A newly published journal issue offers analyses of how reform of teacher retirement benefit systems could affect not only school finance, but also teacher quality.
University of Arkansas professor Robert Costrell co-edited the special issue of the journal Education Finance and Policy that focuses on teacher retirement benefit systems. Education Finance and Policy is the official journal of the Association for Education Finance and Policy, formerly the American Education Finance Association...
Previous research by Costrell and Podgursky shows that teacher pension plans provide strong incentives to follow a specific career path that may be well-suited to some teachers but not others. Benefits are typically structured to “pull” teachers to work until their early or mid-50s and then “push” them into retirement. Some teachers in their 40s may find themselves better suited to a career change but hang on for their pension, while some in their 50s may still have good years to offer but retire prematurely, Costrell and Podgursky wrote.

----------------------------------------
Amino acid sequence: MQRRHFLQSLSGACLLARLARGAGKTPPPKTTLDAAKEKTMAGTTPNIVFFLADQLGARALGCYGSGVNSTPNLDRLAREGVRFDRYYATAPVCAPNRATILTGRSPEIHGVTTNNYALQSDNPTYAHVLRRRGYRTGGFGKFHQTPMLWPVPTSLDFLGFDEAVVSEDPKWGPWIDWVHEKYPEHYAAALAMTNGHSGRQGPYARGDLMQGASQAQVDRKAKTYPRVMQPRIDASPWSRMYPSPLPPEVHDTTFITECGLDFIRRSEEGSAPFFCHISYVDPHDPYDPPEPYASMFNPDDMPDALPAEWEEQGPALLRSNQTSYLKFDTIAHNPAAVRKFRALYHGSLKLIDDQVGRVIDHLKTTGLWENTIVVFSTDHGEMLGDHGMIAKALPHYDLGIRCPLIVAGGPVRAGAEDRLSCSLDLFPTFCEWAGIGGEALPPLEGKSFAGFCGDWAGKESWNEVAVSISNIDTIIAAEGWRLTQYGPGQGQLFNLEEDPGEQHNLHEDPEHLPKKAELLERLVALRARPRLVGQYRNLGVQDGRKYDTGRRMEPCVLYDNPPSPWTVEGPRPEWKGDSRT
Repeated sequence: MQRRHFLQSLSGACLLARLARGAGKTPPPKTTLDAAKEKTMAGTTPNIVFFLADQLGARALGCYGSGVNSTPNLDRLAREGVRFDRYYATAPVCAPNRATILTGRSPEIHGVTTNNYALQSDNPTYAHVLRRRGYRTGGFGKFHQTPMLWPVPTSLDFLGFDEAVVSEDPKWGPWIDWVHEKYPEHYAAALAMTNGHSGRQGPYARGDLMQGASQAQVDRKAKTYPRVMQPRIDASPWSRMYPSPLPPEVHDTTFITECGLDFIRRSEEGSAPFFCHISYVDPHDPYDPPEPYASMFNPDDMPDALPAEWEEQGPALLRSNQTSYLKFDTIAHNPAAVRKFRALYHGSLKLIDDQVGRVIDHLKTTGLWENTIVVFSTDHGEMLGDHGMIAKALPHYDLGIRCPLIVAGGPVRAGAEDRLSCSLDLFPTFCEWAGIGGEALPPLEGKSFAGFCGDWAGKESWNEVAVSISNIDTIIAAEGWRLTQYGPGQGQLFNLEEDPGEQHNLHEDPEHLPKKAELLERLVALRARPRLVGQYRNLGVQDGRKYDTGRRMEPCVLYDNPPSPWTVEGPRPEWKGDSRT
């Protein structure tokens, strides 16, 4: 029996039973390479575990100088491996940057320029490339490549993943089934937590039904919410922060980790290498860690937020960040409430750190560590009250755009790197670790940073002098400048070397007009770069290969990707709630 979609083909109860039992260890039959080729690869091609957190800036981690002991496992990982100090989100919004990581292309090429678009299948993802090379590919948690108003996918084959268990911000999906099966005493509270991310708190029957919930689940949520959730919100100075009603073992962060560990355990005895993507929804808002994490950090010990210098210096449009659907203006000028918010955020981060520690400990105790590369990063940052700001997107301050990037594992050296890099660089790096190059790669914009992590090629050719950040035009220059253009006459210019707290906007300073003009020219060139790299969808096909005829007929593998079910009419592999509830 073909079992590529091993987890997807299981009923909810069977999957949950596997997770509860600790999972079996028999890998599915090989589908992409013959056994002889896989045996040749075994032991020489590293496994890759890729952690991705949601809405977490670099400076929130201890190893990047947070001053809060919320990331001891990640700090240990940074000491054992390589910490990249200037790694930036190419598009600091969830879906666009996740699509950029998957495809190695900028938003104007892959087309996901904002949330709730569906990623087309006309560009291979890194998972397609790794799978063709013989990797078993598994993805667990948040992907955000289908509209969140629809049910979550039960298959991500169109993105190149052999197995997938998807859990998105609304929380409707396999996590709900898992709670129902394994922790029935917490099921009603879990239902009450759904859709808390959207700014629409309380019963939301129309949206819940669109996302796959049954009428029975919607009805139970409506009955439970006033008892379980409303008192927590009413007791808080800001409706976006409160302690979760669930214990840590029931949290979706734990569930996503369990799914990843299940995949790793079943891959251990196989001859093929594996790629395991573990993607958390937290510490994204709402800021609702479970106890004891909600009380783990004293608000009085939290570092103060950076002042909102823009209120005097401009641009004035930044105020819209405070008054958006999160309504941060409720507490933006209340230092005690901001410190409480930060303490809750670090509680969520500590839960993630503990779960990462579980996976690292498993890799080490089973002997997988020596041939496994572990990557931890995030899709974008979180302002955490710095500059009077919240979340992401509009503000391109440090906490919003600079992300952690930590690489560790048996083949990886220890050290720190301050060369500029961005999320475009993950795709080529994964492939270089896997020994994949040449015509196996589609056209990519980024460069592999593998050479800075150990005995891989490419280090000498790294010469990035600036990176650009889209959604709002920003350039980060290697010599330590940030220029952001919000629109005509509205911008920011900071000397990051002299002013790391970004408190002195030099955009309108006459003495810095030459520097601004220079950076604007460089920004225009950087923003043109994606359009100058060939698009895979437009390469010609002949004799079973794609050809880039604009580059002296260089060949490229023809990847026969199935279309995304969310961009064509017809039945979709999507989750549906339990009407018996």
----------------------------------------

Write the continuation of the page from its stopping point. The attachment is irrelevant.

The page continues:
In their contribution to this special issue, Costrell and Podgursky show that the distribution of pension benefits is highly unequal: approximately half of an entering cohort's pension wealth is often redistributed from those who leave prior to their 50s to those who retire in their 50s, as compared to the uniform distribution under cash-balance plans. In addition, current systems impose large penalties – worth hundreds of thousands of dollars – on teacher mobility between states.
A number of states are trying to deal with large unfunded liabilities that threaten to absorb large shares of K-12 education budgets. Because this crisis may force policymakers to consider reforms for fiscal reasons, the authors suggest now is the opportune time to examine consequences of these systems on school staffing and educator quality.
Not exactly a page-turner, but so few of the truly important reads are.
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